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Habersack, H., Nachtnebel, H. P..
(1995): Short term effects of local river restoration on morphology, flow field, substrate and biota.
Regulated Rivers, Research and Management. Vol. 10, Nr. 2-4, 291-301

The objective of this paper is to analyse the short-term effects of restoration on river morphology, flow field, substrate and biota. One of the aims of the restoration measures is to arrest the degradation of the river Drau, which has caused technical (instability of bank protection measures) and ecological (loss of dynamic river reaches with alternate bars) problems. The restoration programme consists of several measures such as digging a new side channel on the right side, leaving an island and erection of groins on the left side of the main channel. These were made to keep the entrance open. After a two year monitoring programme the results of the analysis show that with respect to the river morphology, flow held and substrate, positive and negative effects were recorded, whereas for the ecology, positive effects were in general documented. Repeated morphological surveys using an echosounder showed that within a year without major flood events the main channel aggraded on average about 16 cm and the upper parts of the island degraded by up to Im. The groin pools became partially filled due to their function as sediment traps for finer material during low flows. Subsequent, measurements performed after several hoods showed that degradation reduced the amount of aggradation by 50%. Flow velocity measurements demonstrated the effects of groins and their inability to force the main flow path to the side channel. In contrast with the main channel, the side channel was characterized by highly variable sediment grain sizes and dynamic morphological changes. The lower shear stresses and higher growth of algae in the side channel were associated with higher numbers of species of macroinvertebrates. Population studies showed significantly higher densities of fish species in this reach with a side channel than in any other river reach. Forty species of birds were observed, seven of which were typical water-related species, and the number of plant species increased from 48 to 118.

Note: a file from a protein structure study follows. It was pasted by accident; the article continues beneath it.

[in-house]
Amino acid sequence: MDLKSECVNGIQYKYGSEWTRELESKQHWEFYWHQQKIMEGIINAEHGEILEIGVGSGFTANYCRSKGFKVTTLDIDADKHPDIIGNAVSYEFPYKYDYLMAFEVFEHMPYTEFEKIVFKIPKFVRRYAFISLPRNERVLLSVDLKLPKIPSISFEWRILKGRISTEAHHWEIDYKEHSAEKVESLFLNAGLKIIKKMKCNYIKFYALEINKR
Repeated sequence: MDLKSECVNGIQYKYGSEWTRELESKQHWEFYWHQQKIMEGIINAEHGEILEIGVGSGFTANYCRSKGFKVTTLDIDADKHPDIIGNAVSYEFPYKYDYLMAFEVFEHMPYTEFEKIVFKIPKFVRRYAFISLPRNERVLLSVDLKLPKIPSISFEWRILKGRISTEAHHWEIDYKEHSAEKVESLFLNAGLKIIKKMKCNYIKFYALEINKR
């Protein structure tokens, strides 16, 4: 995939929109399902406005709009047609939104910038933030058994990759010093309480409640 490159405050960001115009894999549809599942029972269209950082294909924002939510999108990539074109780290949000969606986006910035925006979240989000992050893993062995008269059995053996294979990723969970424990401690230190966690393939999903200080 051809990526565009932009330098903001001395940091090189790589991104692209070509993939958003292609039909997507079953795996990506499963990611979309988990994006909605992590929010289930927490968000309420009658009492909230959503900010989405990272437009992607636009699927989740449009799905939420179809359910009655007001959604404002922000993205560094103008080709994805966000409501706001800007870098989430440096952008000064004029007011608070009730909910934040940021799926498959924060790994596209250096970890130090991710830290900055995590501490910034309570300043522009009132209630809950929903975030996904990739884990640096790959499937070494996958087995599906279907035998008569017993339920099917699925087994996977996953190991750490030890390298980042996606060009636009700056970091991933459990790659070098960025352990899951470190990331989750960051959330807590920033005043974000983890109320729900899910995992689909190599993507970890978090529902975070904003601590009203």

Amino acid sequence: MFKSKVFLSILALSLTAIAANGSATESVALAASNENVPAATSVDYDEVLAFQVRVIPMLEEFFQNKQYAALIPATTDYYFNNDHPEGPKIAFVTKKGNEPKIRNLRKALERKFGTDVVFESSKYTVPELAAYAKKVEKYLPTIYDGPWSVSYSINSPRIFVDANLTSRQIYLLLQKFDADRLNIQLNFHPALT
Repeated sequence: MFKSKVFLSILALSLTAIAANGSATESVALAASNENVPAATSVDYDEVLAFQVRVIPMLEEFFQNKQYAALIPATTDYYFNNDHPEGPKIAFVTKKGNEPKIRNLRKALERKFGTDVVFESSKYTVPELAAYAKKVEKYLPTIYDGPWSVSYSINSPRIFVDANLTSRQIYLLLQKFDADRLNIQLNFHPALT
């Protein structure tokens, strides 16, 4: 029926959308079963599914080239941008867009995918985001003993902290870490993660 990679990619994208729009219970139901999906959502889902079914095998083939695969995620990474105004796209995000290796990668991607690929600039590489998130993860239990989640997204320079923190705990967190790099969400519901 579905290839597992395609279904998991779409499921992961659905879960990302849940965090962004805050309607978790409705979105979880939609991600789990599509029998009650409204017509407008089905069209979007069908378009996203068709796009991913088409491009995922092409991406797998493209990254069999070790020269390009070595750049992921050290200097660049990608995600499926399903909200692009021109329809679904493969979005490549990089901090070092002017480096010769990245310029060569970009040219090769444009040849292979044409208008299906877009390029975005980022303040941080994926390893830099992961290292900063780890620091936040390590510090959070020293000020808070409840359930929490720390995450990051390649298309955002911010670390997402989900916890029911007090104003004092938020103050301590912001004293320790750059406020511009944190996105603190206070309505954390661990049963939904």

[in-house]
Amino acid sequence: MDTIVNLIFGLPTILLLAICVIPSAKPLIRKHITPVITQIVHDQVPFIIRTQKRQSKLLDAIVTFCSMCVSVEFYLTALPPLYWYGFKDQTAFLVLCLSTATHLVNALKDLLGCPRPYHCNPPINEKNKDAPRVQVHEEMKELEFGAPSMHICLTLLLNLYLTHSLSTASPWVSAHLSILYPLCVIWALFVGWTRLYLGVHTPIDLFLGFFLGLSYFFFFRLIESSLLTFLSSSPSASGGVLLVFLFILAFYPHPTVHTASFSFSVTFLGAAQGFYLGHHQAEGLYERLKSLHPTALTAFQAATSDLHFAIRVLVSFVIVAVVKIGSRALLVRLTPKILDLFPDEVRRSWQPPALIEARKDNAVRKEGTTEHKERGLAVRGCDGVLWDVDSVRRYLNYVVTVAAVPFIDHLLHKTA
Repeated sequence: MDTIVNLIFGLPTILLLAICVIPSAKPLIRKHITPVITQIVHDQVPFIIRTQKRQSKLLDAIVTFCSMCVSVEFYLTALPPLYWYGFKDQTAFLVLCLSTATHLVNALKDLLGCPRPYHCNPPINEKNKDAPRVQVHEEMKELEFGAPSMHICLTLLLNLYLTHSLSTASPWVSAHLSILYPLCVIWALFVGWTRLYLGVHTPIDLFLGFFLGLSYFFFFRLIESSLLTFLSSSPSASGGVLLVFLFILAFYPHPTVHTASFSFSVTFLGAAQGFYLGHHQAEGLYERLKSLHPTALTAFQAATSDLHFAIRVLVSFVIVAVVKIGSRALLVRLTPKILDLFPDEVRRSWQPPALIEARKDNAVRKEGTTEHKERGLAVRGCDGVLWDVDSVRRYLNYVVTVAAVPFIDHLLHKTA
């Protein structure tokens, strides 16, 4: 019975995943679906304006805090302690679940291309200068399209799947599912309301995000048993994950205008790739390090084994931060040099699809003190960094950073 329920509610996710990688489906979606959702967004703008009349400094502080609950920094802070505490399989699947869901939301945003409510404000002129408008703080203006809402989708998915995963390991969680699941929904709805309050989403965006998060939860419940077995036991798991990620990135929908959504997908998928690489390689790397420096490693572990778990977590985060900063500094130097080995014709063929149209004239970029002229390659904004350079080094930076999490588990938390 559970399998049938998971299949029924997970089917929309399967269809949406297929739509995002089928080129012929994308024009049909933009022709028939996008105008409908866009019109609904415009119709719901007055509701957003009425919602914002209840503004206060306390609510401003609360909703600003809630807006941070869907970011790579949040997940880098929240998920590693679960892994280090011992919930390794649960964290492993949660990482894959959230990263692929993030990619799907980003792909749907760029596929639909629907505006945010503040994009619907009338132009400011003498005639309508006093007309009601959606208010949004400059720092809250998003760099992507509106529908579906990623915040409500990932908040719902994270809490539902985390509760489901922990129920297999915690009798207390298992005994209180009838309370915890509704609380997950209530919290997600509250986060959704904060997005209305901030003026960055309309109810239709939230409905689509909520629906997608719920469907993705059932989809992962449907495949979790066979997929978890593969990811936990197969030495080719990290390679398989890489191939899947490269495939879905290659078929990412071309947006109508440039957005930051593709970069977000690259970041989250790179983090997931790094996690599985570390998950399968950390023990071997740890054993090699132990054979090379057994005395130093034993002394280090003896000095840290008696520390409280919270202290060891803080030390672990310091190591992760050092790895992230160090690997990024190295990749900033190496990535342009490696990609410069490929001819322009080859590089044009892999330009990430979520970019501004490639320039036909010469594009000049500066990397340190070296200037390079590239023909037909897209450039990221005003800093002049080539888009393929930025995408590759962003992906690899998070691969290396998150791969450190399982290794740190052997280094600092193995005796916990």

Authors BOKU Wien:
Habersack Helmut
Nachtnebel Hans-Peter

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